Even the best models are useless if they can’t be implemented to solve problems. One of the reasons why modern problems of society are so complicated is that stakeholder consensus often comes after the solution is proposed and analyzed. The economics and systems models that we work on thus need stakeholder interaction and feedback to accurately identify and quantify incentives and risks. This past week, we interacted with two other projects that involve a wide variety of stakeholders.
On June 10th, our team had an extensive conversation with Pam Tenaerts, Director of the Clinical Trials Transformation Initiative (CTTI) at Duke University and an Expert Advisor to our project. For almost four hours without any break, we discussed how CTTI is aiming to improve the clinical trials process, along with current problems and proposed solutions. CTTI’s approach is to generate projects through its members who are stakeholders and/or individuals experienced with the clinical trials process. They then convene a meeting of the members who work through the problem and come up with proposed solutions. Their projects range from specific issues such as designing trials to help inform the safe use of extended-release and long-acting opioids to broader analyses such as looking at the state of clinical trials through ClinicalTrials.gov data.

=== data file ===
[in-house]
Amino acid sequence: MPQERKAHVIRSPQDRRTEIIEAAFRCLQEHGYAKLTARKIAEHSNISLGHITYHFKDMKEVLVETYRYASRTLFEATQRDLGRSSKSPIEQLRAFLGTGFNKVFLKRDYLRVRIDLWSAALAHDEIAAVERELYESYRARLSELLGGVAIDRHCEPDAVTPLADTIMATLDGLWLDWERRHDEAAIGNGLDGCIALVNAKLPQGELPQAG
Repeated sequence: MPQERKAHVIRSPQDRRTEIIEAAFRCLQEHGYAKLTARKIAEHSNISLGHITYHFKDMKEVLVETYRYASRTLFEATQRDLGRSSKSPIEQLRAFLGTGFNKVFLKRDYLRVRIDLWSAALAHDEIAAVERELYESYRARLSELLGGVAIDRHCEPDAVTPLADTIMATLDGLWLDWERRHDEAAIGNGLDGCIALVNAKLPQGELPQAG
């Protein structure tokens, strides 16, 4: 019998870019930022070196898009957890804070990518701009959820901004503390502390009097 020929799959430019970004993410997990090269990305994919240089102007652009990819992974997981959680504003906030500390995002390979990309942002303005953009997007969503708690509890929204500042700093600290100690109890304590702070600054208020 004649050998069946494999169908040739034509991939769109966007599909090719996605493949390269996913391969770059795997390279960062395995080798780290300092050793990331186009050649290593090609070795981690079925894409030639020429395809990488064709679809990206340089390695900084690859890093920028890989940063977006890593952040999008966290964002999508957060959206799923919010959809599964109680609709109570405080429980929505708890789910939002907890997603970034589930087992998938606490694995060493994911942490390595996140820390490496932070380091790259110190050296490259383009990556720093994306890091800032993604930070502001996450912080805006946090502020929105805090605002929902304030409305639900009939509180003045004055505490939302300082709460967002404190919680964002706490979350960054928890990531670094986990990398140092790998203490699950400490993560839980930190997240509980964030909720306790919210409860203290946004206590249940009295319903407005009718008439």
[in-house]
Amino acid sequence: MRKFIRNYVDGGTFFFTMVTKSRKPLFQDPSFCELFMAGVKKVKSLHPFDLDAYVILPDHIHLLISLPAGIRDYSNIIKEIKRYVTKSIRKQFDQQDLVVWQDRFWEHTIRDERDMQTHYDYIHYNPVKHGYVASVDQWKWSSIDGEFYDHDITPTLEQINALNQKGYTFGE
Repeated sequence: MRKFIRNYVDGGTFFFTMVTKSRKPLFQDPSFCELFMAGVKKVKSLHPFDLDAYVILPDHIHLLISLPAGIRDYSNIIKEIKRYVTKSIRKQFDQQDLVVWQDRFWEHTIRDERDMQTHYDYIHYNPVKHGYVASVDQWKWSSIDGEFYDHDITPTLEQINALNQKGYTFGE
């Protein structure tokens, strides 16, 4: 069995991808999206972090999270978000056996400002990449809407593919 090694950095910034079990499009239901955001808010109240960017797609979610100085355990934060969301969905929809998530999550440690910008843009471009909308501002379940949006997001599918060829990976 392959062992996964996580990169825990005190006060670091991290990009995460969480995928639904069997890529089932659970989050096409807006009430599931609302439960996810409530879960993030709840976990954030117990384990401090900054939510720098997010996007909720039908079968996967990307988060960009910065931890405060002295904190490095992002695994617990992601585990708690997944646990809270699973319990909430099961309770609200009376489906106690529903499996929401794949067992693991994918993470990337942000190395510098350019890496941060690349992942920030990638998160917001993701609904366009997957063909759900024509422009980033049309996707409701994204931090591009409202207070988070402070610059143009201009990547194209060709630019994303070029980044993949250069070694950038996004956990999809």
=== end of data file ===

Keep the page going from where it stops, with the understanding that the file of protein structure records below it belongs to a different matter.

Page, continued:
While CTTI’s inside-out approach helps identify problems within the clinical trials system, we start from the outside and work our way in. Being non-experts, our systems models are inspired by interactions, incentives, and risks within and outside the system. Among our broader goals, we also hope to take CTTI’s work further using our own complementary methods. For example, CTTI has created an Aggregate Analysis of the ClinicalTrials.gov database in their state of clinical trials project, and we intend to mine this data to see if we can get system-wide insights as well as use the data in our models of risk and economics.
After being inspired by CTTI’s approach to integrate stakeholders, we experienced such an environment first hand at the New Models meeting organized by MIT Collaborative Initiatives. In the room were stakeholders from industry, academia, healthcare, patient advocacy, military, government, and many others to have a day-long discussion on new models for our healthcare system. The participants echoed calls for system-wide changes, tackling the risk and costs in the system, and making sure incentives were aligned in any proposed changes.
In our systems models, understanding the behavior of the stakeholders and the culture they operate in is essential to accurate analyses. These two meetings helped us learn more than any dataset would ever have.
Healthcare can indeed be described as the civil rights issue of our time. This has inspired us to go out and do our best to tackle these problems. There is a lot at stake.